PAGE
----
Paradise Entertainment Plans Overseas Casino Equipment Push

Paradise Entertainment Ltd. (1180), the supplier of gambling equipment in Macau, forecast a rise of at least 35 percent in sales next year and said it aims to expand overseas to sell its electronic table games outside the city.

Sales may rise by at least 35 percent next year as Macau casinos order more electronic table games, Chairman and Managing Director Jay Chun said in an interview in Macau yesterday. The company gets almost all its revenue from the world’s largest gambling hub.

The supplier to casino companies such as Sands China Ltd. (1928), SJM Holdings Ltd. (880) and Melco Crown Entertainment Ltd. (MPEL), has benefited from Macau’s transformation into the world’s largest gambling hub with six times the revenue of Las Vegas. Paradise Entertainment aims to expand into the U.S., Australia, Singapore, Cambodia and Vietnam, Chun said.

“There are about one million gaming machines in the U.S. right now, whereas Macau only has 16,000,” the executive said. “The U.S. market will definitely be our priority.” The company plans to accelerate expansion into the country next year, he said.

The stock climbed 5.2 percent to HK$3.64 in Hong Kong, the highest close since August 2009. The benchmark Hang Seng Index rose 1.7 percent.

Photographer: Lam Yik Fei/Bloomberg

Jay Chun, chairman and managing director of Paradise Entertainment Ltd., poses for photograph after an interview at the Macao Gaming Show event in Macau on Nov. 14, 2013. Close

Jay Chun, chairman and managing director of Paradise Entertainment Ltd., poses for... Read More

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Photographer: Lam Yik Fei/Bloomberg

Jay Chun, chairman and managing director of Paradise Entertainment Ltd., poses for photograph after an interview at the Macao Gaming Show event in Macau on Nov. 14, 2013.

Paradise Entertainment also manages the Kam Pek Paradise casino under the license of SJM, Asia’s largest operator, in the only city in China where casinos are legal. It aims to operate two more casinos in the Chinese city, Chun said, without disclosing details.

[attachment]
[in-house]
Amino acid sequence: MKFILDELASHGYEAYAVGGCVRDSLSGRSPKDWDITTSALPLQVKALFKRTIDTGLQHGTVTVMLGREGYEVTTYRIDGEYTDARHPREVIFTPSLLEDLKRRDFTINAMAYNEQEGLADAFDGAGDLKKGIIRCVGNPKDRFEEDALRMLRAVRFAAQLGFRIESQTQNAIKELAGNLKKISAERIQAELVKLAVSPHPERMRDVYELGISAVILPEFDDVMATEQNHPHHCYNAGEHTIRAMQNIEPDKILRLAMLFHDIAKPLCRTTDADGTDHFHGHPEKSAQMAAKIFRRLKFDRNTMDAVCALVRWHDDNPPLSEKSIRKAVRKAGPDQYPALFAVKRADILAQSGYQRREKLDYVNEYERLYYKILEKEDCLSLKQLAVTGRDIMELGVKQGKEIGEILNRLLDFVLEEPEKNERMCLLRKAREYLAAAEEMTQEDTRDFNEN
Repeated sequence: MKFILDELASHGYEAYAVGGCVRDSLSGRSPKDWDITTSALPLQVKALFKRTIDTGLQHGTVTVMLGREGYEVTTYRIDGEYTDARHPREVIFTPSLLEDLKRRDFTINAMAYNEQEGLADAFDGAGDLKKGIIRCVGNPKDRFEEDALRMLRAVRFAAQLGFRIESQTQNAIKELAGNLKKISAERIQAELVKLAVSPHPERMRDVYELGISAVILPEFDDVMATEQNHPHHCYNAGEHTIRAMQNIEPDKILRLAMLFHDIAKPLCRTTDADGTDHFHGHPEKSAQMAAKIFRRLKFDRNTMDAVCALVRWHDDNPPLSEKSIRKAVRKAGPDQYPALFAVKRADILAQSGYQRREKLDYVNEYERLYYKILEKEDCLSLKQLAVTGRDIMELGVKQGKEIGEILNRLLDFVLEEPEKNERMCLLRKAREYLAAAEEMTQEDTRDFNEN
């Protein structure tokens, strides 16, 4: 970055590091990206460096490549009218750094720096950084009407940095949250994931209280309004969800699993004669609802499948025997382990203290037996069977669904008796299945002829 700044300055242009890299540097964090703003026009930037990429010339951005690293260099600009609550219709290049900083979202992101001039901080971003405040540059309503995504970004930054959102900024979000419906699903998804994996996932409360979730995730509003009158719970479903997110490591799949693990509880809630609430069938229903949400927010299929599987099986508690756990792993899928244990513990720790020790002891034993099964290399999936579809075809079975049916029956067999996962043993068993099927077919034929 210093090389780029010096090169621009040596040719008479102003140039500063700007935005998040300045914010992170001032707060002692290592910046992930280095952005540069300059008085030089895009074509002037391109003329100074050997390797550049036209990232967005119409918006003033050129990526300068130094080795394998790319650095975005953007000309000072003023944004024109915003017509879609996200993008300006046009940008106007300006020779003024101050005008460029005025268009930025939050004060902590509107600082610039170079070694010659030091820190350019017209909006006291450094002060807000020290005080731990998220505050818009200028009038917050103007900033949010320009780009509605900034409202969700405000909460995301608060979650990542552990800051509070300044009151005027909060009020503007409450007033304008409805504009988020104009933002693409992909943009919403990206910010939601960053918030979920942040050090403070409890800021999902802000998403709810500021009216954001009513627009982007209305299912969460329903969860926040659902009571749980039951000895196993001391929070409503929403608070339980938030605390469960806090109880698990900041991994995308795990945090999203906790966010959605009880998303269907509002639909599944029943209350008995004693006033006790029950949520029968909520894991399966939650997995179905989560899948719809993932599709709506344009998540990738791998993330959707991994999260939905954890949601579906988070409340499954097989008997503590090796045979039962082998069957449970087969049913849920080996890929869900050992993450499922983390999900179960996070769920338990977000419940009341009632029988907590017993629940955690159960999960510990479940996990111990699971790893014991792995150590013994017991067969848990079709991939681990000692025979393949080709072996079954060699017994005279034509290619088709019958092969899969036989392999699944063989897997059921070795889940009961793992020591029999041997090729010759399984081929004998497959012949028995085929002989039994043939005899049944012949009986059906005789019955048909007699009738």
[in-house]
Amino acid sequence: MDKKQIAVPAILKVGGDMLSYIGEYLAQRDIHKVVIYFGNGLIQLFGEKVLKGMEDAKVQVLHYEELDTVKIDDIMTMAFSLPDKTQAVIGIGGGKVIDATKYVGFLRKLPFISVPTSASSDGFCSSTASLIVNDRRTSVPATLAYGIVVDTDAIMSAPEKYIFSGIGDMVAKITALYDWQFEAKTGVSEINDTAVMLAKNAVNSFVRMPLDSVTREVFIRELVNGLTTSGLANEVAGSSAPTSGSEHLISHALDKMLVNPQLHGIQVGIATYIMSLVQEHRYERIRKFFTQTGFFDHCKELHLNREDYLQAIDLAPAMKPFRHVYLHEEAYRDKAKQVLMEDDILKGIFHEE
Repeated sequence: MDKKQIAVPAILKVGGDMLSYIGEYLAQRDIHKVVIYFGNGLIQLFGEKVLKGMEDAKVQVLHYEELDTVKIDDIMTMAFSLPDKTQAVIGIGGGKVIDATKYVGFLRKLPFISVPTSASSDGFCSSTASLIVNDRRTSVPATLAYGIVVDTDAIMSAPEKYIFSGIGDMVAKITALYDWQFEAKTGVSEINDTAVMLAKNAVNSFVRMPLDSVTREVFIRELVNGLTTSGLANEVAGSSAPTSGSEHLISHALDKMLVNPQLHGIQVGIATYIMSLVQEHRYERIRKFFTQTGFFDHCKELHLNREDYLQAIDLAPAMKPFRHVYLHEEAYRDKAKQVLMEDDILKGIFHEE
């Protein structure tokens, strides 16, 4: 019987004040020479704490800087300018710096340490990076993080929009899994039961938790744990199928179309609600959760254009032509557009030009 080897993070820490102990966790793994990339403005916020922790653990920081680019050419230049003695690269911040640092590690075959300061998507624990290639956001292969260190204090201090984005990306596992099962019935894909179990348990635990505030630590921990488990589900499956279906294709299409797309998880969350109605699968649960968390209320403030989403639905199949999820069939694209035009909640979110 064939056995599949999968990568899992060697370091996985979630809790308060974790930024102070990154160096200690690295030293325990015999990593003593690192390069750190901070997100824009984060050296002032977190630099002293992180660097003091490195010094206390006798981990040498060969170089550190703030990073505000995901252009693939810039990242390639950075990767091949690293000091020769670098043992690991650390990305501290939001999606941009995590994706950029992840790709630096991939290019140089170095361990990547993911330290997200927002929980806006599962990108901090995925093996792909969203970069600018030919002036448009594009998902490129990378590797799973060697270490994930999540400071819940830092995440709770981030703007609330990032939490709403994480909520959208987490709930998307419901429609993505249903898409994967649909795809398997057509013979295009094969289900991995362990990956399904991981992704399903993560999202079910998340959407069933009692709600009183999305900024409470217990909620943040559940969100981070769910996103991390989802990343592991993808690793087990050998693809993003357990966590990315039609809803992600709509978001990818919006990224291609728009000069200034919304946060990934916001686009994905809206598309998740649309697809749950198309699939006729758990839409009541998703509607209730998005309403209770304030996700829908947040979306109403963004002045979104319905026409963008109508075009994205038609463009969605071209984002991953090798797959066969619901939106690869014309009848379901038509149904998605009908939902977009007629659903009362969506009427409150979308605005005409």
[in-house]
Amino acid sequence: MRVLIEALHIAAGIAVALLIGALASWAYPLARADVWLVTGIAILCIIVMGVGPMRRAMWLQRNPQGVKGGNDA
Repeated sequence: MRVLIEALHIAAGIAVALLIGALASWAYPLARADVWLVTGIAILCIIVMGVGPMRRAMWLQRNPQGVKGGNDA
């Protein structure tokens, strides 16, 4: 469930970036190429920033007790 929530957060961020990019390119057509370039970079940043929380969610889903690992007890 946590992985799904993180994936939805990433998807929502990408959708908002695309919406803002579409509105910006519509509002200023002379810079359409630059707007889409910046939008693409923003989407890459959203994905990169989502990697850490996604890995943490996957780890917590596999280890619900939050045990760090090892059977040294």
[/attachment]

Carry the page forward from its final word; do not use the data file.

The company’s revenue rose 27 percent to HK$405 million in the first six months of the year.

Market Share

The company currently accounts for 20 percent of the slot machine market in Macau and 60 percent of the electronic live table games market, Chun said. The Hong Kong-listed company expects sales for its slot machines to rise above 40 percent next year, he said.

Paradise Entertainment’s first-half profit dropped about 15 percent to HK$40.2 million because of a one-off disposal gain recorded in the same period a year earlier.

Sands China, Galaxy Entertainment Group Ltd. (27) and Melco Crown have been expanding on Cotai, a piece of reclaimed land that is Macau’s equivalent to the Las Vegas Strip. Smaller rivals Wynn Macau Ltd. (1128) and MGM China Holdings Ltd. (2282) are building their first resorts there.

The expansion is boosting the demand for gambling equipment such as Paradise Entertainment’s multi-games live table machines, which allow gamblers to play multiple games such as jackpot and baccarat at a terminal-based table with real-life dealers concurrently.

Overseas Expansion

Located next to SJM’s oldest Lisboa casino in Macau’s peninsula, Kam Pek Paradise casino has 37 gaming tables, more than 900 live multi-game machines and over 300 slot machines, according to the company’s website.

Paradise Entertainment announced on Nov. 5 that it had raised about HK$77.6 million by issuing 33.7 million new shares at HK$2.3 each to two U.S.-based investment funds, according to a statement to Hong Kong stock exchange. The proceeds will be used as working capital, it said.

Gambling revenue in Macau increased 18 percent to 297.1 billion patacas in the first 10 months of this year, close to the $38 billion revenue raked in last year, as improved rail connection, added entertainment shows and hotel rooms drew more gamblers to the Chinese city.

To contact the reporter on this story: Vinicy Chan in Hong Kong at vchan91@bloomberg.net

To contact the editor responsible for this story: Stephanie Wong at swong139@bloomberg.net

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